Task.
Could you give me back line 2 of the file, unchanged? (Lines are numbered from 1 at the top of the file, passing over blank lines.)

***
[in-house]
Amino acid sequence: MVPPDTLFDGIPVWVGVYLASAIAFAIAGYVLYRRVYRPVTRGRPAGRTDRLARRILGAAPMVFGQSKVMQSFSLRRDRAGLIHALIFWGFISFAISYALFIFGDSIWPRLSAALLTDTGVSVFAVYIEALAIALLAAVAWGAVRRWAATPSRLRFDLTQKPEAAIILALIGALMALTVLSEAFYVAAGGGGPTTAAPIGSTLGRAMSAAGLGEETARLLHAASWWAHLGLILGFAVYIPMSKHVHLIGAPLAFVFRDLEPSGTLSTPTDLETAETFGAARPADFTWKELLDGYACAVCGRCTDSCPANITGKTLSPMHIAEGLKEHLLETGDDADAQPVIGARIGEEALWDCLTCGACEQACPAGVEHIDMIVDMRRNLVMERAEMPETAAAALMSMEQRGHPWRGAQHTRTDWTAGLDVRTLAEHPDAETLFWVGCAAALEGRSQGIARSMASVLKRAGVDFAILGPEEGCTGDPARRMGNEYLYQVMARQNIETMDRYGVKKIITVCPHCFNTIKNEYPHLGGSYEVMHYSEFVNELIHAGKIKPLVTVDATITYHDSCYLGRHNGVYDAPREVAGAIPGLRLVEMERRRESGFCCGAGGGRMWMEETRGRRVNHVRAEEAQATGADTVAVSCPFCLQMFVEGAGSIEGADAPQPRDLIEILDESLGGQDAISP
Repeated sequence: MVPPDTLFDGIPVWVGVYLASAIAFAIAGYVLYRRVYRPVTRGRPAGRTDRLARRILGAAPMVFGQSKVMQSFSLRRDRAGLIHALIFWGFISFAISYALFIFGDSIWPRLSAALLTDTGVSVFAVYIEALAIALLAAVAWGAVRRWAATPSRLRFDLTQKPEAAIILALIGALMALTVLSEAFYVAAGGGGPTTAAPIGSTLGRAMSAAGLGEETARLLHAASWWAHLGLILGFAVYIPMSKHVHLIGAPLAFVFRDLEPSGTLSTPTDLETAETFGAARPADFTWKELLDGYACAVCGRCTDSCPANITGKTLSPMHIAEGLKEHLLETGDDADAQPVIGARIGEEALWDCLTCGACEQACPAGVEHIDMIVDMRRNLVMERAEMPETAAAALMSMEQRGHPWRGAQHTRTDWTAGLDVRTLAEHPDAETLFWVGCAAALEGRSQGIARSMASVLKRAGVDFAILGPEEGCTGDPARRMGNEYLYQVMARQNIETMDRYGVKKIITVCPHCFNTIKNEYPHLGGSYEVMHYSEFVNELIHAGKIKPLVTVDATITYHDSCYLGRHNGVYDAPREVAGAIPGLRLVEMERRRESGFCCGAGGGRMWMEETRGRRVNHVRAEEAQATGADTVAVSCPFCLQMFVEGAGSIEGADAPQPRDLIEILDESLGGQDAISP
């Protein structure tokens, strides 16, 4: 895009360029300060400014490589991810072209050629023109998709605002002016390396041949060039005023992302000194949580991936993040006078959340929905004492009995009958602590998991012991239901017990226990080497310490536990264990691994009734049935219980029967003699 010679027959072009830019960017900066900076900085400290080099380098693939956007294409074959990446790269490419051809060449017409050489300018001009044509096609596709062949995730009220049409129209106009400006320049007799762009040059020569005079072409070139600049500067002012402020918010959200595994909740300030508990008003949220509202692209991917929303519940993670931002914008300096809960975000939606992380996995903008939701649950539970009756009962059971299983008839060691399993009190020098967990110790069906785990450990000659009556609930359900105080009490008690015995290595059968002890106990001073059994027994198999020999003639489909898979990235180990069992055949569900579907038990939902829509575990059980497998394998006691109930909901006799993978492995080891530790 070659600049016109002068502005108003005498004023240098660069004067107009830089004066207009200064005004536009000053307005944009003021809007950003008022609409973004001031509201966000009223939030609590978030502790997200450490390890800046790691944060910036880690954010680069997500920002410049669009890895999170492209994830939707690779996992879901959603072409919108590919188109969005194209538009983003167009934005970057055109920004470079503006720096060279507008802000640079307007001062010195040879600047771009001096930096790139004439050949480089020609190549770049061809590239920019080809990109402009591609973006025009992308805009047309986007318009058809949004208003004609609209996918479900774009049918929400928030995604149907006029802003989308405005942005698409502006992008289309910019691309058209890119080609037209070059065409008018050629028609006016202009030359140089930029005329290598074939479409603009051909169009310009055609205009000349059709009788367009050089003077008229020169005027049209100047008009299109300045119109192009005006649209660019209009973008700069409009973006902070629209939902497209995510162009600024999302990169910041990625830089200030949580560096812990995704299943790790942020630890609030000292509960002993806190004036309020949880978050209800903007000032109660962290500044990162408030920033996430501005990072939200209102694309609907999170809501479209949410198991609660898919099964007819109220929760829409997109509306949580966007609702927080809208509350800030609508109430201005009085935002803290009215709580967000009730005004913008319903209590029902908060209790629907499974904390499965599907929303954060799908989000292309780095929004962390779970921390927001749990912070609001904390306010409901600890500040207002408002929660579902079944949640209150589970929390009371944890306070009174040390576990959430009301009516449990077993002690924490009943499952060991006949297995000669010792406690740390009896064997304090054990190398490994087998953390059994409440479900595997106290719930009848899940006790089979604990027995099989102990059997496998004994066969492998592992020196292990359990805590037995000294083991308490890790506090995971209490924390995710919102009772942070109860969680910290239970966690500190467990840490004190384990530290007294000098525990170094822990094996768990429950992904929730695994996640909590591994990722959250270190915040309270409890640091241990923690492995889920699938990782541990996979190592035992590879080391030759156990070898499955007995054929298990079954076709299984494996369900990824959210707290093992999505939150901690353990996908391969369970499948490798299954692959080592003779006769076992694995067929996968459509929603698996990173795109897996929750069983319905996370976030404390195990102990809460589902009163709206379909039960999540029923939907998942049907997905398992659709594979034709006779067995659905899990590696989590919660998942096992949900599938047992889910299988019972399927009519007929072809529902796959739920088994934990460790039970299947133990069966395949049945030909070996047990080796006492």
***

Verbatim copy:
Amino acid sequence: MVPPDTLFDGIPVWVGVYLASAIAFAIAGYVLYRRVYRPVTRGRPAGRTDRLARRILGAAPMVFGQSKVMQSFSLRRDRAGLIHALIFWGFISFAISYALFIFGDSIWPRLSAALLTDTGVSVFAVYIEALAIALLAAVAWGAVRRWAATPSRLRFDLTQKPEAAIILALIGALMALTVLSEAFYVAAGGGGPTTAAPIGSTLGRAMSAAGLGEETARLLHAASWWAHLGLILGFAVYIPMSKHVHLIGAPLAFVFRDLEPSGTLSTPTDLETAETFGAARPADFTWKELLDGYACAVCGRCTDSCPANITGKTLSPMHIAEGLKEHLLETGDDADAQPVIGARIGEEALWDCLTCGACEQACPAGVEHIDMIVDMRRNLVMERAEMPETAAAALMSMEQRGHPWRGAQHTRTDWTAGLDVRTLAEHPDAETLFWVGCAAALEGRSQGIARSMASVLKRAGVDFAILGPEEGCTGDPARRMGNEYLYQVMARQNIETMDRYGVKKIITVCPHCFNTIKNEYPHLGGSYEVMHYSEFVNELIHAGKIKPLVTVDATITYHDSCYLGRHNGVYDAPREVAGAIPGLRLVEMERRRESGFCCGAGGGRMWMEETRGRRVNHVRAEEAQATGADTVAVSCPFCLQMFVEGAGSIEGADAPQPRDLIEILDESLGGQDAISP